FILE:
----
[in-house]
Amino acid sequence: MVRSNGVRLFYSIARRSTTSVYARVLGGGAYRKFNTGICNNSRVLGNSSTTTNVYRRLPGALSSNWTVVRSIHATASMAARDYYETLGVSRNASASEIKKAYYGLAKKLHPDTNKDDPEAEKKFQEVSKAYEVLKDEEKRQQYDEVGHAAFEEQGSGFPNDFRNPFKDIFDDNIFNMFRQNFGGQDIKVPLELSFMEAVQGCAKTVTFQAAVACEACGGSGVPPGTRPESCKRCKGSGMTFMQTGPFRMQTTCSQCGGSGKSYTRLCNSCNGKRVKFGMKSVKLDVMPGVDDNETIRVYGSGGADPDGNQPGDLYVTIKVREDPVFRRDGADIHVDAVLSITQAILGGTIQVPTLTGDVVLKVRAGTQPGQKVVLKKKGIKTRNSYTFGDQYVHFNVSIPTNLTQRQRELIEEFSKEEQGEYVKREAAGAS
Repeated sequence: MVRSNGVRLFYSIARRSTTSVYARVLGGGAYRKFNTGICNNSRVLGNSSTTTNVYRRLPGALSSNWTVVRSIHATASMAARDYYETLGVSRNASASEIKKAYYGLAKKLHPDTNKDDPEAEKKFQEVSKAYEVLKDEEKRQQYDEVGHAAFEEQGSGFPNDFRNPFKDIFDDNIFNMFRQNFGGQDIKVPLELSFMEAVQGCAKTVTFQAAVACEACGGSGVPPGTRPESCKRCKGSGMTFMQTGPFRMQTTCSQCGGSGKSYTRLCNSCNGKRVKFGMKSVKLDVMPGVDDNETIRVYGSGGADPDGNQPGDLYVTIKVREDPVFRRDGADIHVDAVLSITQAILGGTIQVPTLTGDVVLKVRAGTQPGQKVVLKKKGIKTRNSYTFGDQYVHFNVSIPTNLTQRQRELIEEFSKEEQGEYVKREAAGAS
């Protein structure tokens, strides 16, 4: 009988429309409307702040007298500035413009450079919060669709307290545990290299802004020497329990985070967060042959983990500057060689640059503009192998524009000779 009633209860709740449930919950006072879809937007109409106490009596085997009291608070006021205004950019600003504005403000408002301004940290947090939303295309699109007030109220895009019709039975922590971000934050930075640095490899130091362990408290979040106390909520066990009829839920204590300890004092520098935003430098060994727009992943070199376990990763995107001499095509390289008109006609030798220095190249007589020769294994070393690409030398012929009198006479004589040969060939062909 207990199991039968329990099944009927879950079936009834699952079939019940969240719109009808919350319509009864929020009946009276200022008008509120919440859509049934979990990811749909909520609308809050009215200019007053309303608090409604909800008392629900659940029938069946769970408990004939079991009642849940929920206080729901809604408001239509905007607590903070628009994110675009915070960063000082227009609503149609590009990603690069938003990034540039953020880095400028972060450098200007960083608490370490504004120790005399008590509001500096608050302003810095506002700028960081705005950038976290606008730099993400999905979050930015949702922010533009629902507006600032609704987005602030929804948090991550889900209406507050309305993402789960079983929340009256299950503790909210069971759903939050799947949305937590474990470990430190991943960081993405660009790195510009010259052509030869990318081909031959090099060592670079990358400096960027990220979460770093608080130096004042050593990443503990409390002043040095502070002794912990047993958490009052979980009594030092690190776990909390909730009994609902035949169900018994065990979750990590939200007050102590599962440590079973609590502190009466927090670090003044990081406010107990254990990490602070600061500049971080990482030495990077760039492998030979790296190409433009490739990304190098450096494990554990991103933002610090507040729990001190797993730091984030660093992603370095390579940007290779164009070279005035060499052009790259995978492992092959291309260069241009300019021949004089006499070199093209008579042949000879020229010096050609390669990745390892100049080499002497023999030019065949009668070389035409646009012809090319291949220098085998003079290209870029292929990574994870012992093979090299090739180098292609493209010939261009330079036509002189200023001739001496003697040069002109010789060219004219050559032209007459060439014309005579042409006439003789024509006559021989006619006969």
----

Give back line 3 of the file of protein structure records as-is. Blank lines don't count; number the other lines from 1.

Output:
Repeated sequence: MVRSNGVRLFYSIARRSTTSVYARVLGGGAYRKFNTGICNNSRVLGNSSTTTNVYRRLPGALSSNWTVVRSIHATASMAARDYYETLGVSRNASASEIKKAYYGLAKKLHPDTNKDDPEAEKKFQEVSKAYEVLKDEEKRQQYDEVGHAAFEEQGSGFPNDFRNPFKDIFDDNIFNMFRQNFGGQDIKVPLELSFMEAVQGCAKTVTFQAAVACEACGGSGVPPGTRPESCKRCKGSGMTFMQTGPFRMQTTCSQCGGSGKSYTRLCNSCNGKRVKFGMKSVKLDVMPGVDDNETIRVYGSGGADPDGNQPGDLYVTIKVREDPVFRRDGADIHVDAVLSITQAILGGTIQVPTLTGDVVLKVRAGTQPGQKVVLKKKGIKTRNSYTFGDQYVHFNVSIPTNLTQRQRELIEEFSKEEQGEYVKREAAGAS